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career (personal)

career (personal)

Prioritise the public interest – Inaugural Lecture 28 March 2018

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“Prioritise the public interest” is a fitting title for the write up by Kate- Lyn Moore on my Inaugural Lecture which I presented on 28 March 2018.  I couldn’t better Kate-Lyn’s summary if I tried, so I’ll urge all those who are interested in what I had to say to read her article. Another generous write up was penned by Bram van Wiele.

The lecture is my career’s work and, upon my promotion to professor in 2016, I knew I had to go through this academic rite of passage. As it happened, the opportunity only arose this year. I decided to entitle the lecture “The public interest in intellectual property law: African solutions to global challenges” and once the  invitation was sent out, I knuckled down to finalise it. Preparing for the lecture was hard work because I had to select which aspects of my work to focus on and deliver in a non-technical and relatable way. In the end, I selected those aspects that I thought would resonate with a diverse audience and judging by the feedback I got afterwards, everyone who was there ‘got something’.  Much of what I spoke about was work that I have already done and also a preview view of  ongoing and planned future work, all held together by the public interest. Completed work has already been captured in  publications, policy submissions and op-eds. I’ll publish and post on my on-going and planned work once its complete.  Many thanks again to everyone who attended the lecture or has since watched the video. Below are some pictures taken by Je’nine May.


career (personal)

A snapshot of my career in academia

On 28 June 2016, UCT ran a story on its recently promoted professors. Here’s an excerpt from that piece:


New professors share journeys and reflections

How long does it take to become a professor? Following UCT’s recent ad hominem promotions and as the university works to transform its academic cohort, this question is a moot point. Ten candidates share their journeys …

Professor Caroline Ncube, commercial law: “15 years after starting as a lecturer in 2001”
Professor Caroline Ncube

“If the reckoning begins with the commencement of my academic career, it adds up to 15 years. My route was not linear – after a short time in private practice as an attorney, I completed a master’s at Cambridge in 2000 and became a lecturer at another institution in 2001. I joined UCT as a lecturer in 2005 and completed my PhD part-time while carrying a full teaching load and raising two sons. … I graduated with my PhD in June 2011. My promotion was helped considerably by the fact that I continued to do other research and publish extensively alongside my PhD studies.”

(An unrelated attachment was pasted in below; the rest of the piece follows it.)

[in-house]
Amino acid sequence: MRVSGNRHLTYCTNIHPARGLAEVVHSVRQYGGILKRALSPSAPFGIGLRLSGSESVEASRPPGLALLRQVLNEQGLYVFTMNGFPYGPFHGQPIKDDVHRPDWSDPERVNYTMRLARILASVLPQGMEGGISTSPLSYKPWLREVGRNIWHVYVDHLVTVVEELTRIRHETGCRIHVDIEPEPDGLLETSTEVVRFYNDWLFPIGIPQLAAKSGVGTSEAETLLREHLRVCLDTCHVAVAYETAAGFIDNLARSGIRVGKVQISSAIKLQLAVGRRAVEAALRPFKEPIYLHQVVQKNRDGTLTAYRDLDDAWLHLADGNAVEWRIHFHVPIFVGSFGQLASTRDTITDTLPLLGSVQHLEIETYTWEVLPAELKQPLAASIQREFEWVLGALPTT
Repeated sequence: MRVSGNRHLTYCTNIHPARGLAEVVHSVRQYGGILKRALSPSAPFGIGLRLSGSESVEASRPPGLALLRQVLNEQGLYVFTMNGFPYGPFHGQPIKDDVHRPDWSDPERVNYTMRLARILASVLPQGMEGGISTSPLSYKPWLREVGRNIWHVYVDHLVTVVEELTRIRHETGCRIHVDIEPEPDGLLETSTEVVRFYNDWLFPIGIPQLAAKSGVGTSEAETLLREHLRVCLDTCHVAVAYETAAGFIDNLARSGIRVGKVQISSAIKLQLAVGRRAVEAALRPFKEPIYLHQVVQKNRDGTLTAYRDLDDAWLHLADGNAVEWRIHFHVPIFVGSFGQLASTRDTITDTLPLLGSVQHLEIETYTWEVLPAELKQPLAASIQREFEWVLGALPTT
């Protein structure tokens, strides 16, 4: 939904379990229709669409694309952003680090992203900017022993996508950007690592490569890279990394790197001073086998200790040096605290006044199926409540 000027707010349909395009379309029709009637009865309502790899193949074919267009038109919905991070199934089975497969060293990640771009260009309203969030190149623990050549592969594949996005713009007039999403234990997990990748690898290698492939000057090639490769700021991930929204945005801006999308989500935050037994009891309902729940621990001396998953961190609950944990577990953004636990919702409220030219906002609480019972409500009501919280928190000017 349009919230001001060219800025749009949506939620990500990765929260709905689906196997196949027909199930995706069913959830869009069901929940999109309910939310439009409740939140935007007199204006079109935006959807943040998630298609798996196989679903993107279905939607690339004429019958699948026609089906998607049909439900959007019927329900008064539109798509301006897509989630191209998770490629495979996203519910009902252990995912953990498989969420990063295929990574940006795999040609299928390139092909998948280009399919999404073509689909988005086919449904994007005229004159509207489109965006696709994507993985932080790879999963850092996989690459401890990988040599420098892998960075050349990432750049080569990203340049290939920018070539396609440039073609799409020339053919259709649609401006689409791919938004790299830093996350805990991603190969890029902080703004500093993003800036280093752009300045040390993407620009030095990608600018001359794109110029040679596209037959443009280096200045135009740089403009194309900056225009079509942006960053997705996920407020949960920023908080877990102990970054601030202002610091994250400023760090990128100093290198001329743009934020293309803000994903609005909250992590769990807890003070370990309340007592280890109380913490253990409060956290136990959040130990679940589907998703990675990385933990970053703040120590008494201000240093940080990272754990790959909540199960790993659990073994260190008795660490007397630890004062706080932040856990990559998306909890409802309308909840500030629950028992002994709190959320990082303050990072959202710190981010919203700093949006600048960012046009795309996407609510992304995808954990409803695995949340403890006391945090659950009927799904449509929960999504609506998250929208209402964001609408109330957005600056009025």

“A reduced teaching load would have given me more space to research and write and complete my doctorate faster. As I’m not a South African citizen, I didn’t qualify for any PhD-completion funding that would have enabled me to buy out some of my teaching and thus free up time.”

“When my sons were younger, it was difficult to attend capacity-building or other UCT events scheduled after hours. It was extremely helpful that I was able to enrol my younger son at UCT’s Educare Centre, so he was in easy reach during the day. … As my sons have grown older, it’s become easier to participate in academic life. … I suggest that UCT schedules its research-related events with the circumstances of parents or primary caregivers in mind.”

“Set ambitious targets for yourself. And put in the work, even when times are bleak. When I joined UCT in 2005, I set the triple goals of obtaining a PhD, achieving full professorship and an NRF rating by the time I turned 40. I was 29 at the time … I made it with six months to spare.”

“Use as many of UCT’s excellent resources as possible. The Emerging Researcher Programme [ERP] hosts invaluable workshops and seminars …. I was also mentored by the Research Office’s Dr Lyn Holness under the auspices of the ERP. Since I became head of department in 2014, I’ve worked with Dr Margaret Orr, an executive coach in the office of the vice-chancellor. Dr Rob Morrell’s assistance with my NRF rating was invaluable.”

“I also benefited enormously from attending the inaugural Association of Transnational Law Schools (Atlas) Agora at York University in 2008, partially funded by the ERP. I broke the back of my PhD during that eight-week residential stint for doctoral candidates.”

Story Helen Swingler. Photos Michael Hammond.
Read the whole piece to learn about nine of my colleagues, also featured.